# Complex Mexican hat wavelet

In applied mathematics, the complex Mexican hat wavelet is a low-oscillation, complex-valued, wavelet for the continuous wavelet transform. This wavelet is formulated in terms of its Fourier transform as the Hilbert analytic signal of the conventional Mexican hat wavelet:

${\displaystyle {\hat {\Psi }}(\omega )={\begin{cases}2{\sqrt {\frac {2}{3}}}\pi ^{-1/4}\omega ^{2}e^{-{\frac {1}{2}}\omega ^{2}}&\omega \geq 0\\[10pt]0&\omega \leq 0.\end{cases}}}$

Temporally, this wavelet can be expressed in terms of the error function, as:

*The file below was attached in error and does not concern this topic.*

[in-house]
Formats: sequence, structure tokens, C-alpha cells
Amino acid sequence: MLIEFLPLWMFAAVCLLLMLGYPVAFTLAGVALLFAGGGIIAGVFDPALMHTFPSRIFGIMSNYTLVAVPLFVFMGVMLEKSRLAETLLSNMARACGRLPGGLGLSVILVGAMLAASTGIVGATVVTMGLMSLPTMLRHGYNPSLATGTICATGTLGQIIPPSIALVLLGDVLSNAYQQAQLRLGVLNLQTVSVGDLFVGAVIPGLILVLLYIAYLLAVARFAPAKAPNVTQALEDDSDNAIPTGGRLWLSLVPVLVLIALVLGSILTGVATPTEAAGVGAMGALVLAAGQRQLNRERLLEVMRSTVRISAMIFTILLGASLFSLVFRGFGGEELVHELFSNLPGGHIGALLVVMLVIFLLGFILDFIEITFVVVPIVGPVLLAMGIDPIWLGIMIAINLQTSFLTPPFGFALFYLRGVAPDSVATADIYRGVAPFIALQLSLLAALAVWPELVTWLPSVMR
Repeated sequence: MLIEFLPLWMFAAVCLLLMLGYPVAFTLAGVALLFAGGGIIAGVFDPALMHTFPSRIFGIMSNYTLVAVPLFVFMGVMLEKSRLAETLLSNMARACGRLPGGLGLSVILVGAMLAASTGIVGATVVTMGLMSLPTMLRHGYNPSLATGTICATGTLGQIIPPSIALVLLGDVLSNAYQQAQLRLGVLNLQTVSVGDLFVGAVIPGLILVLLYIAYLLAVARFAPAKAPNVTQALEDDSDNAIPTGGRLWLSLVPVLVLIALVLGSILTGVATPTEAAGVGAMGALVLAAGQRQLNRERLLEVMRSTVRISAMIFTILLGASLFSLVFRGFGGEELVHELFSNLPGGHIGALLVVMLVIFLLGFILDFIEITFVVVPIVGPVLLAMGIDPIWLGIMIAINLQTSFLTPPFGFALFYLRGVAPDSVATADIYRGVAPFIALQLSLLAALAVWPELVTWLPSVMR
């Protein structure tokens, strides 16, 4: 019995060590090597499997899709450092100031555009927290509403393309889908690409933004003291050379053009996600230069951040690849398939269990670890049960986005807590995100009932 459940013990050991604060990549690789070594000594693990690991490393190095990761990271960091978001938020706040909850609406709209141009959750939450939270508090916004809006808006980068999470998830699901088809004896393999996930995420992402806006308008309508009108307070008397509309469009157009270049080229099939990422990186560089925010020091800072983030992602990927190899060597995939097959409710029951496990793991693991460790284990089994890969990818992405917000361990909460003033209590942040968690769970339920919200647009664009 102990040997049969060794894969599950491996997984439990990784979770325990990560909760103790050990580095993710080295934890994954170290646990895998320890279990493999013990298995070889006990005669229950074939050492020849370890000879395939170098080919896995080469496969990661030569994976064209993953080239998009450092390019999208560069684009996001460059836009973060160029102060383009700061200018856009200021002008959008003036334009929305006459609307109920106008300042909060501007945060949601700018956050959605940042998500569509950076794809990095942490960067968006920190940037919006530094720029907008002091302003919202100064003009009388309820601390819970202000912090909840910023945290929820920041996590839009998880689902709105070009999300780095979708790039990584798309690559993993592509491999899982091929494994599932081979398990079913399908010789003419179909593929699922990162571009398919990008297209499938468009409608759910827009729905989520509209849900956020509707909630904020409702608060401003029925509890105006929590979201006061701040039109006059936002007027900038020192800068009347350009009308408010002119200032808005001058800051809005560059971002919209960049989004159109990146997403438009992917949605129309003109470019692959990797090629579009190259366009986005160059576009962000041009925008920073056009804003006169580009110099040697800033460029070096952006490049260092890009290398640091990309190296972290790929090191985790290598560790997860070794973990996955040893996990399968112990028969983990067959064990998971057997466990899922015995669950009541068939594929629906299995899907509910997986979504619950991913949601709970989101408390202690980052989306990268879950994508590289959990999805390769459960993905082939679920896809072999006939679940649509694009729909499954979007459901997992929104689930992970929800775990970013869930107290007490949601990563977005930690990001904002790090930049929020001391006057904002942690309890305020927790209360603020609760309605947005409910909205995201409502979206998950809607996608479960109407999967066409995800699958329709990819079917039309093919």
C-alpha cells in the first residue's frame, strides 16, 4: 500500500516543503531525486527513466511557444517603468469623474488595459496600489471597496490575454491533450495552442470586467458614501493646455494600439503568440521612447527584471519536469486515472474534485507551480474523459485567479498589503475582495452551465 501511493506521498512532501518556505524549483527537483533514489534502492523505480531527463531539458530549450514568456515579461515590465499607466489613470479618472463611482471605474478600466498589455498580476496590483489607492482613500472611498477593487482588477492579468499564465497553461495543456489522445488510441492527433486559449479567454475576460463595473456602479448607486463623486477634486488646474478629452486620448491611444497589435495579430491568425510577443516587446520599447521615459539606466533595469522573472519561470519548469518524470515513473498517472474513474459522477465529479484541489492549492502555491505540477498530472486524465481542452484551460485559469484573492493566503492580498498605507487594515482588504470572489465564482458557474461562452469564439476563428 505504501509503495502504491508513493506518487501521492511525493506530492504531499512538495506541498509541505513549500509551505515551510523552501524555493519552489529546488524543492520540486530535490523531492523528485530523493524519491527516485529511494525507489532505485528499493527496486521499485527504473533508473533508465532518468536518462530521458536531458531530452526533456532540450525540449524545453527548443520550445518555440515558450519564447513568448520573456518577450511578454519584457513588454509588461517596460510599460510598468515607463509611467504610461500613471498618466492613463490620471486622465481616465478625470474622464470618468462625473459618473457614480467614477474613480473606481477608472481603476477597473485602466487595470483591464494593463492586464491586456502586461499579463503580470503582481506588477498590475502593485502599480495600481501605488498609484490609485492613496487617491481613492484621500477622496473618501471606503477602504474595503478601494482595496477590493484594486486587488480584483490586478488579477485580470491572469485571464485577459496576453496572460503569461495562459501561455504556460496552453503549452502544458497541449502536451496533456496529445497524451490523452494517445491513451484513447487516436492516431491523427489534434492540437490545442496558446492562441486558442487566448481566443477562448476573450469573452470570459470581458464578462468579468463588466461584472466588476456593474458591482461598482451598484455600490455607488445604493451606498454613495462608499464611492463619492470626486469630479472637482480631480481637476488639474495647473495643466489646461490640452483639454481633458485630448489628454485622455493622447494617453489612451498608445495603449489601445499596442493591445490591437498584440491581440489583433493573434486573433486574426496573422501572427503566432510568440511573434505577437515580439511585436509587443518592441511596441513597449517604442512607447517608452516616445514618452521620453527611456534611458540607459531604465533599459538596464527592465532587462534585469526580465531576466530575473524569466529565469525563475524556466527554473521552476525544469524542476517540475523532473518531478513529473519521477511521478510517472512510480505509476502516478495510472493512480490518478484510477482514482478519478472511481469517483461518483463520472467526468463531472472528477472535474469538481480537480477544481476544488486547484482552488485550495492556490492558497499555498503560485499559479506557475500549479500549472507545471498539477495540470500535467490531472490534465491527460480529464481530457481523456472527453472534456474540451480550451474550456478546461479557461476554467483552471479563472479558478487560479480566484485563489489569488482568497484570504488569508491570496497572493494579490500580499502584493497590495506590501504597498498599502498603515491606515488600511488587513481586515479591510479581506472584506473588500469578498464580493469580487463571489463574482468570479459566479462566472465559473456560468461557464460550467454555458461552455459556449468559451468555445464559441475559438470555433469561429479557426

${\displaystyle \Psi (t)={\frac {2}{\sqrt {3}}}\pi ^{-{\frac {1}{4}}}\left({\sqrt {\pi }}(1-t^{2})e^{-{\frac {1}{2}}t^{2}}-\left({\sqrt {2}}it+{\sqrt {\pi }}\operatorname {erf} \left[{\frac {i}{\sqrt {2}}}t\right]\left(1-t^{2}\right)e^{-{\frac {1}{2}}t^{2}}\right)\right).}$

This wavelet has ${\displaystyle O(|t|^{-3})}$ asymptotic temporal decay in ${\displaystyle |\Psi (t)|}$, dominated by the discontinuity of the second derivative of ${\displaystyle {\hat {\Psi }}(\omega )}$ at ${\displaystyle \omega =0}$.

This wavelet was proposed in 2002 by Addison et al.[1] for applications requiring high temporal precision time-frequency analysis.